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Smoking deaths are ugly; cigarette labels should be, too

Post by Cheryl Tucker on Nov. 16, 2010 at 7:36 pm |
November 16, 2010 4:57 pm
One of the Food and Drug Administration’s proposed new cigarette warning labels depicts a cancer victim smoking through a tracheostomy tube in his throat. (FDA)

This editorial will appear in Wednesday’s print edition.

It’s all too easy for smokers to ignore the Surgeon General’s small “hazardous to your health” warning on cigarette packs. That won’t be the case much longer.

Under new Food and Drug Administration rules scheduled to go into effect in 2012, graphic color photos and drawings depicting the negative consequences of smoking will take up half of the front and back of each pack as well as 20 percent of cigarette advertising.

Anyone who’s bought cigarettes in Canada or one of 30 other countries won’t be startled by the more in-your-face warnings; they’ve been required there for years. While some of the FDA’s warning images are strong, they’re not nearly as cringe-inducing as many of the ones required on foreign labels.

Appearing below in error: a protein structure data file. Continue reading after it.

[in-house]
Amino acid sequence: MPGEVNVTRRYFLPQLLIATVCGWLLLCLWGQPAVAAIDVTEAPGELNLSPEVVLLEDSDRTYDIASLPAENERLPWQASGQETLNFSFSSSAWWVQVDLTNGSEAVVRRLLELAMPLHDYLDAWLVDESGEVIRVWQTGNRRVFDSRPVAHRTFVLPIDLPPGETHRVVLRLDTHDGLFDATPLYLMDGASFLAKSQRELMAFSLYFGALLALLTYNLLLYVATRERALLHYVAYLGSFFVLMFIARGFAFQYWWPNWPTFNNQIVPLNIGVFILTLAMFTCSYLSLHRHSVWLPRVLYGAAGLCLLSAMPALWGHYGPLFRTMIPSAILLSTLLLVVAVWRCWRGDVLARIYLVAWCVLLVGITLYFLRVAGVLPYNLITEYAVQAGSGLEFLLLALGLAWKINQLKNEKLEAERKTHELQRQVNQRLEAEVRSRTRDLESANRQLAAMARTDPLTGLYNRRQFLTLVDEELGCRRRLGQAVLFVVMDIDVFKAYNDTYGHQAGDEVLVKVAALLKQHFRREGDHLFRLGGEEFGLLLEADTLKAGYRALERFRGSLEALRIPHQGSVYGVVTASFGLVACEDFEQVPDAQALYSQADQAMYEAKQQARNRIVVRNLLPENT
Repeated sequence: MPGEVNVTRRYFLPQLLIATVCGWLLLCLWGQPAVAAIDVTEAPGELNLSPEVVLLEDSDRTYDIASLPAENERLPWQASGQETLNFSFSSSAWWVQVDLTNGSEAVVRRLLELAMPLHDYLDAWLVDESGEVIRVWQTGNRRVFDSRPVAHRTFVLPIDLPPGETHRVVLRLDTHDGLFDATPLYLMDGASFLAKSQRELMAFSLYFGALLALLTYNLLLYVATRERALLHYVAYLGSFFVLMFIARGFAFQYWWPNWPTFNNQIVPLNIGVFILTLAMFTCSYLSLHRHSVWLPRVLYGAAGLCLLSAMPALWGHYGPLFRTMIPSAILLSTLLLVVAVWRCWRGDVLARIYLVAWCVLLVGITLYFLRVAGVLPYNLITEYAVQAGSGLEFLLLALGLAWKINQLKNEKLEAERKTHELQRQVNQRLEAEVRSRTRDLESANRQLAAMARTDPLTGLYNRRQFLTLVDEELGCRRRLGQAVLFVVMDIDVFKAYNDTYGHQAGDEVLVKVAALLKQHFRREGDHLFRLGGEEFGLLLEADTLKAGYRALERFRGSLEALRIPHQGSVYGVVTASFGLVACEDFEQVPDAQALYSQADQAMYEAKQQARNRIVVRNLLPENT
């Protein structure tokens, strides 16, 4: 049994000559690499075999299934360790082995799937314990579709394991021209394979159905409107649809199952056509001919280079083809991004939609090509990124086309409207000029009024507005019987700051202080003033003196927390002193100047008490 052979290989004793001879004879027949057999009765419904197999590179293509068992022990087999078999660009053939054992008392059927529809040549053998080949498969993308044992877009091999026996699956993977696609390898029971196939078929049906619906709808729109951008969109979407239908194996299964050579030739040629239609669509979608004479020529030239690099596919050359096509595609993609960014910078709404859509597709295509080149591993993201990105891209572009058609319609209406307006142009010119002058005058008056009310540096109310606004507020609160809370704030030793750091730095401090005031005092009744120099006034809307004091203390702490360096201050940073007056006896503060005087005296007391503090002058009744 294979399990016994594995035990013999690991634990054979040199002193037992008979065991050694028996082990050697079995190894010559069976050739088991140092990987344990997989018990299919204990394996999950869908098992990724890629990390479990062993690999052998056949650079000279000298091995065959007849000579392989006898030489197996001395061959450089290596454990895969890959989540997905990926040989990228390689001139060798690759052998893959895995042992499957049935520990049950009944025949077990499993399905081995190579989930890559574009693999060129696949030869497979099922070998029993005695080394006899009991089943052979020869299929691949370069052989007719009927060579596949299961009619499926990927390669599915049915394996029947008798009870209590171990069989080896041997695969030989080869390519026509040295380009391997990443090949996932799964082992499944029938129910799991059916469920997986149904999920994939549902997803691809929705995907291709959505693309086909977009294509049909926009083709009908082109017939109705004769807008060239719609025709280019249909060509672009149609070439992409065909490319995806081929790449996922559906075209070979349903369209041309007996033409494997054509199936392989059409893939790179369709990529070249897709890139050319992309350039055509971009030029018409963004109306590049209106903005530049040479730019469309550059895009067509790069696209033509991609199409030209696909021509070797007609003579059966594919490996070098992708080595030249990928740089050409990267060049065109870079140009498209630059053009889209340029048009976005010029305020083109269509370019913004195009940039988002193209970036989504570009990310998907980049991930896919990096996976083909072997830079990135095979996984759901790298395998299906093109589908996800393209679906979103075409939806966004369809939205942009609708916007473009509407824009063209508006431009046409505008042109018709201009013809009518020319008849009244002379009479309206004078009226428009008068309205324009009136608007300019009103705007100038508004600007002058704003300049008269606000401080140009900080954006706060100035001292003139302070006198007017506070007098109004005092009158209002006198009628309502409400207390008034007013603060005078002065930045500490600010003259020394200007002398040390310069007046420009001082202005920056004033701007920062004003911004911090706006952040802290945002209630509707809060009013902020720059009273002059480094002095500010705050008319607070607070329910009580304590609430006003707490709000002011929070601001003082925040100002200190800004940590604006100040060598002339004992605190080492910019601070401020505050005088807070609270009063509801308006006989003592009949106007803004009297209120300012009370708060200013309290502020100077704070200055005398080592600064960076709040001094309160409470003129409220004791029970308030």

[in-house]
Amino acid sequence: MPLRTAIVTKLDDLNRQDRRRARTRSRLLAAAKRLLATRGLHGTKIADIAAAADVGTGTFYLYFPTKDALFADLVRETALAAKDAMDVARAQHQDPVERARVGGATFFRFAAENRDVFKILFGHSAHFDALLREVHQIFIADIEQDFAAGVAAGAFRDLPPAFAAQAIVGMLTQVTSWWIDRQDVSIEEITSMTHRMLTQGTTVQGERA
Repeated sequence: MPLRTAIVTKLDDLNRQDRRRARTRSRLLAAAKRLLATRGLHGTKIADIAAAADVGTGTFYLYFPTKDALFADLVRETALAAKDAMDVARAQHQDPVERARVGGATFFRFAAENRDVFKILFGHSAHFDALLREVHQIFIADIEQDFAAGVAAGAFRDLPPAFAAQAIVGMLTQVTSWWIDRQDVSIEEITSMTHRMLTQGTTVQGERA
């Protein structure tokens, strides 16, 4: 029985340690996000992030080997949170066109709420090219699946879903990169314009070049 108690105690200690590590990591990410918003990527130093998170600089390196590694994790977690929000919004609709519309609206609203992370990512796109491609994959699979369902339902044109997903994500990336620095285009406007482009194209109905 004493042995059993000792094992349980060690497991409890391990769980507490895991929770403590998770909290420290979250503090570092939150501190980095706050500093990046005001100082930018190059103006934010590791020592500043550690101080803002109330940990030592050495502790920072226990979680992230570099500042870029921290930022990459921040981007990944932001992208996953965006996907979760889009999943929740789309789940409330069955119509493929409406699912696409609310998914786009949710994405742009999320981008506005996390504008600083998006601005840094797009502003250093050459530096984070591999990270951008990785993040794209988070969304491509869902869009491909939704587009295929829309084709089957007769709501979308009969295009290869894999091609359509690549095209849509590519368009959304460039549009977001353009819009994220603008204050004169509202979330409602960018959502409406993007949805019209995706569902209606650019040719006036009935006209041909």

Research in other countries supports the effectiveness of strong warning labels in getting smokers to consider quitting. In the U.S., the most effective measures have included smoking restrictions at work and in public places as well as steep increases in tobacco taxes. Since 1970, the cost of an average pack in the United States has risen from 38 cents to $5.33. During that same period, the percentage of Americans smoking has dropped from 40 percent to about 20 percent.

Still, that’s 46 million people taking part in the greatest single preventable cause of death and the No. 1 threat to public health. At least a third of smokers – about 443,000 annually – will die prematurely because of their habit.
While impressive progress has been made in lowering the smoking rate, the numbers have leveled off. And sadly, teen smoking rates almost exactly mirror the 20 percent of adult Americans who smoke.

So more aggressive tactics are called for. If graphic labels – which are costly only to the manufacturers who have to redesign their packages – can get those rates even a little lower, then they should be used. And the ickier the better.
Death by smoking isn’t pretty. Cigarette packages shouldn’t be either. Bring on the diseased mouths and toe-tagged corpses.

On the Web
To see the Food & Drug Administration’s images proposed for U.S. cigarette package warning labels, click here.

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